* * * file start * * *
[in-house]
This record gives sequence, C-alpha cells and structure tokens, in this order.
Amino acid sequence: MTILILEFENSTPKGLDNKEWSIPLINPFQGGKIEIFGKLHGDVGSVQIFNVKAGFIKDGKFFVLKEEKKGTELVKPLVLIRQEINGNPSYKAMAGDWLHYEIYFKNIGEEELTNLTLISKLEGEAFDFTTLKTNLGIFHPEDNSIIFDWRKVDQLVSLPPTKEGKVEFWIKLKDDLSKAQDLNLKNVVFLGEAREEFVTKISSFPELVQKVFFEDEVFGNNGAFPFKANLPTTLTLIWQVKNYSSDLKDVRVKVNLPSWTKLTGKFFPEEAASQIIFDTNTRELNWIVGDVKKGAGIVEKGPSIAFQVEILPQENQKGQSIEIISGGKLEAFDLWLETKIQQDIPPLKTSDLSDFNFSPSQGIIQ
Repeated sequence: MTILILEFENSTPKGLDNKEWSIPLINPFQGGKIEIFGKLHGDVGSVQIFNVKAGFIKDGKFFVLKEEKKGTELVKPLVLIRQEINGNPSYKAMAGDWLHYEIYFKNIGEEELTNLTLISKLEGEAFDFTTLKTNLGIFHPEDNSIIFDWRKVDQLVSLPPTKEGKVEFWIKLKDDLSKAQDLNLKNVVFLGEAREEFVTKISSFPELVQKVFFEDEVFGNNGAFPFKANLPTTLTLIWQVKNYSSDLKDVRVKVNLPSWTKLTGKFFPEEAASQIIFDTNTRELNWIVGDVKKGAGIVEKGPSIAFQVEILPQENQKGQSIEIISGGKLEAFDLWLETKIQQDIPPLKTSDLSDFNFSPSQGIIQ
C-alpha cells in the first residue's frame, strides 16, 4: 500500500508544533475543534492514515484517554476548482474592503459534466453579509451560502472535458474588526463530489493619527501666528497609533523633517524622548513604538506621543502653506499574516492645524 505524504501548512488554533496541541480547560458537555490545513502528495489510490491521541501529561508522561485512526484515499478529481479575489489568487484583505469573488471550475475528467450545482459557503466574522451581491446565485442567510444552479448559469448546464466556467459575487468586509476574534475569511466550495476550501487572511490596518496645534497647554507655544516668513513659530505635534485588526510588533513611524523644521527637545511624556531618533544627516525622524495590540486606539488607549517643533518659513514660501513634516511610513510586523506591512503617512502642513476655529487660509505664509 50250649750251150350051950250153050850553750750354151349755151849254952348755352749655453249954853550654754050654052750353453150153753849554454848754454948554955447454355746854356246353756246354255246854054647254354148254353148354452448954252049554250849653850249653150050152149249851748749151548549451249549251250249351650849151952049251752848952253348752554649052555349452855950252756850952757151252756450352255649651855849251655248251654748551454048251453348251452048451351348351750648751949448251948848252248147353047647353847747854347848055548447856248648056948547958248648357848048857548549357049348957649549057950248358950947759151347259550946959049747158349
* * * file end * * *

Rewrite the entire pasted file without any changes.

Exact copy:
[in-house]
This record gives sequence, C-alpha cells and structure tokens, in this order.
Amino acid sequence: MTILILEFENSTPKGLDNKEWSIPLINPFQGGKIEIFGKLHGDVGSVQIFNVKAGFIKDGKFFVLKEEKKGTELVKPLVLIRQEINGNPSYKAMAGDWLHYEIYFKNIGEEELTNLTLISKLEGEAFDFTTLKTNLGIFHPEDNSIIFDWRKVDQLVSLPPTKEGKVEFWIKLKDDLSKAQDLNLKNVVFLGEAREEFVTKISSFPELVQKVFFEDEVFGNNGAFPFKANLPTTLTLIWQVKNYSSDLKDVRVKVNLPSWTKLTGKFFPEEAASQIIFDTNTRELNWIVGDVKKGAGIVEKGPSIAFQVEILPQENQKGQSIEIISGGKLEAFDLWLETKIQQDIPPLKTSDLSDFNFSPSQGIIQ
Repeated sequence: MTILILEFENSTPKGLDNKEWSIPLINPFQGGKIEIFGKLHGDVGSVQIFNVKAGFIKDGKFFVLKEEKKGTELVKPLVLIRQEINGNPSYKAMAGDWLHYEIYFKNIGEEELTNLTLISKLEGEAFDFTTLKTNLGIFHPEDNSIIFDWRKVDQLVSLPPTKEGKVEFWIKLKDDLSKAQDLNLKNVVFLGEAREEFVTKISSFPELVQKVFFEDEVFGNNGAFPFKANLPTTLTLIWQVKNYSSDLKDVRVKVNLPSWTKLTGKFFPEEAASQIIFDTNTRELNWIVGDVKKGAGIVEKGPSIAFQVEILPQENQKGQSIEIISGGKLEAFDLWLETKIQQDIPPLKTSDLSDFNFSPSQGIIQ
C-alpha cells in the first residue's frame, strides 16, 4: 500500500508544533475543534492514515484517554476548482474592503459534466453579509451560502472535458474588526463530489493619527501666528497609533523633517524622548513604538506621543502653506499574516492645524 505524504501548512488554533496541541480547560458537555490545513502528495489510490491521541501529561508522561485512526484515499478529481479575489489568487484583505469573488471550475475528467450545482459557503466574522451581491446565485442567510444552479448559469448546464466556467459575487468586509476574534475569511466550495476550501487572511490596518496645534497647554507655544516668513513659530505635534485588526510588533513611524523644521527637545511624556531618533544627516525622524495590540486606539488607549517643533518659513514660501513634516511610513510586523506591512503617512502642513476655529487660509505664509 50250649750251150350051950250153050850553750750354151349755151849254952348755352749655453249954853550654754050654052750353453150153753849554454848754454948554955447454355746854356246353756246354255246854054647254354148254353148354452448954252049554250849653850249653150050152149249851748749151548549451249549251250249351650849151952049251752848952253348752554649052555349452855950252756850952757151252756450352255649651855849251655248251654748551454048251453348251452048451351348351750648751949448251948848252248147353047647353847747854347848055548447856248648056948547958248648357848048857548549357049348957649549057950248358950947759151347259550946959049747158349